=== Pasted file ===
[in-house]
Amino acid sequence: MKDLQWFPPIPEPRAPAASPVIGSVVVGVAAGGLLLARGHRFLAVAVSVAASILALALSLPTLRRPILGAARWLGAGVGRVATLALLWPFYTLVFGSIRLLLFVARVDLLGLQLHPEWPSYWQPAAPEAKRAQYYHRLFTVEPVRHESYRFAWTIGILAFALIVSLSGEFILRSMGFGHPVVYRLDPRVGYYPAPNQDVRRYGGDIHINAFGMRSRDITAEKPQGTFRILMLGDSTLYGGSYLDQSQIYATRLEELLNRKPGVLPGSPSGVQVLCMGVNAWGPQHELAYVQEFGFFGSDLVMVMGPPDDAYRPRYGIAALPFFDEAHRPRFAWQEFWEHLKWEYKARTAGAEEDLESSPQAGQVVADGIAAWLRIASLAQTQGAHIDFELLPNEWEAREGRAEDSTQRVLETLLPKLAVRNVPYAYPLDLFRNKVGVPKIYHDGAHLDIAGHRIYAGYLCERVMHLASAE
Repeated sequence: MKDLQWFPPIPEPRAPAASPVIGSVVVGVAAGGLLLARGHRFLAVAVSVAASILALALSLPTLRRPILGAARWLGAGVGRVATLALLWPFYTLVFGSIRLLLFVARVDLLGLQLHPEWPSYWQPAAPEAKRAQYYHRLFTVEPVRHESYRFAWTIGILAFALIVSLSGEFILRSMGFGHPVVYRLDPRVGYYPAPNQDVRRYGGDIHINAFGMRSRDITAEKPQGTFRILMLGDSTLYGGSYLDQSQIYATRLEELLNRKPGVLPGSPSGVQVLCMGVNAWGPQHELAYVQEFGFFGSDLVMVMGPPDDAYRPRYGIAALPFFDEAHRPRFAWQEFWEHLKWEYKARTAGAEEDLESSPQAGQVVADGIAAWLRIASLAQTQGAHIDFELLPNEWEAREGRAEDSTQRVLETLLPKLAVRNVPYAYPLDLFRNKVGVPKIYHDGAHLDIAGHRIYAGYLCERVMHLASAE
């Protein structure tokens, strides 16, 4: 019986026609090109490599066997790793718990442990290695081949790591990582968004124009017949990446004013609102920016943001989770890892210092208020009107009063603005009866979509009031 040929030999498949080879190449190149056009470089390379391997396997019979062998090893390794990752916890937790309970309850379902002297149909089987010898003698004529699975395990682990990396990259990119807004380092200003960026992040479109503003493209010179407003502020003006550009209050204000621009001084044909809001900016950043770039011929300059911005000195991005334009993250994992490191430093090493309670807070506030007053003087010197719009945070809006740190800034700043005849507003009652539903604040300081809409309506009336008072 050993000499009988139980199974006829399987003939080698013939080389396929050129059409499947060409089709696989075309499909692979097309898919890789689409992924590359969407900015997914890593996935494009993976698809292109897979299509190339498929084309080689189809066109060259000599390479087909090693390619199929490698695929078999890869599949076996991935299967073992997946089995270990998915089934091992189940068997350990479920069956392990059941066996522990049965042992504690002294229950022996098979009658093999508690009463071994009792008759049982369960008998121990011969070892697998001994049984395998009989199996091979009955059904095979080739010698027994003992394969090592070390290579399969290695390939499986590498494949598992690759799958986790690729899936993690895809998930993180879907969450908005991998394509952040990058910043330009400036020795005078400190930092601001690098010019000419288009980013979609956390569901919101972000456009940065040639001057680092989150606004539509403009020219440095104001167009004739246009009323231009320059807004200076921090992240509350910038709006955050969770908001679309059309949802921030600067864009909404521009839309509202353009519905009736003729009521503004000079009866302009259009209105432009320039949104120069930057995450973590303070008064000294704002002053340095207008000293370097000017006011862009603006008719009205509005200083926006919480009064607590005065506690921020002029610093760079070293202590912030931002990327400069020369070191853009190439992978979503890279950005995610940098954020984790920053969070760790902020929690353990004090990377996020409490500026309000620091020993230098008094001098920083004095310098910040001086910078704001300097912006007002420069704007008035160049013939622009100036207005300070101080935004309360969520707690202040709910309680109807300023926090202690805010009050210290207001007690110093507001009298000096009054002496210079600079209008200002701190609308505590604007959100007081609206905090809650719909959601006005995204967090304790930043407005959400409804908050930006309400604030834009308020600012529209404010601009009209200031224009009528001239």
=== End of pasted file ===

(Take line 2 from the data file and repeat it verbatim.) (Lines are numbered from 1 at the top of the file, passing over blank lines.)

Amino acid sequence: MKDLQWFPPIPEPRAPAASPVIGSVVVGVAAGGLLLARGHRFLAVAVSVAASILALALSLPTLRRPILGAARWLGAGVGRVATLALLWPFYTLVFGSIRLLLFVARVDLLGLQLHPEWPSYWQPAAPEAKRAQYYHRLFTVEPVRHESYRFAWTIGILAFALIVSLSGEFILRSMGFGHPVVYRLDPRVGYYPAPNQDVRRYGGDIHINAFGMRSRDITAEKPQGTFRILMLGDSTLYGGSYLDQSQIYATRLEELLNRKPGVLPGSPSGVQVLCMGVNAWGPQHELAYVQEFGFFGSDLVMVMGPPDDAYRPRYGIAALPFFDEAHRPRFAWQEFWEHLKWEYKARTAGAEEDLESSPQAGQVVADGIAAWLRIASLAQTQGAHIDFELLPNEWEAREGRAEDSTQRVLETLLPKLAVRNVPYAYPLDLFRNKVGVPKIYHDGAHLDIAGHRIYAGYLCERVMHLASAE